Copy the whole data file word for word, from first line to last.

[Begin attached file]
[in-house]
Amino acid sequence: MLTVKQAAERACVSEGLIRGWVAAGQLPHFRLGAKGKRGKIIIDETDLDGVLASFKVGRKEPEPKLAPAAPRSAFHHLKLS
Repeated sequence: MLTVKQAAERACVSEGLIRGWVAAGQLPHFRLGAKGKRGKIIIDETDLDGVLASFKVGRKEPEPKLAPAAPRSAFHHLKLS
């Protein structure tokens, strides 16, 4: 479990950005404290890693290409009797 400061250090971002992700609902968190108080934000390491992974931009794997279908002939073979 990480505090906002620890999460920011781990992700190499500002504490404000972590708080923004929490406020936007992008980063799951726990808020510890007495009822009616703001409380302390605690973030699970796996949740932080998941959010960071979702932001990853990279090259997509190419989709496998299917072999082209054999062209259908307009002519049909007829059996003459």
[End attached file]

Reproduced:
[in-house]
Amino acid sequence: MLTVKQAAERACVSEGLIRGWVAAGQLPHFRLGAKGKRGKIIIDETDLDGVLASFKVGRKEPEPKLAPAAPRSAFHHLKLS
Repeated sequence: MLTVKQAAERACVSEGLIRGWVAAGQLPHFRLGAKGKRGKIIIDETDLDGVLASFKVGRKEPEPKLAPAAPRSAFHHLKLS
């Protein structure tokens, strides 16, 4: 479990950005404290890693290409009797 400061250090971002992700609902968190108080934000390491992974931009794997279908002939073979 990480505090906002620890999460920011781990992700190499500002504490404000972590708080923004929490406020936007992008980063799951726990808020510890007495009822009616703001409380302390605690973030699970796996949740932080998941959010960071979702932001990853990279090259997509190419989709496998299917072999082209054999062209259908307009002519049909007829059996003459």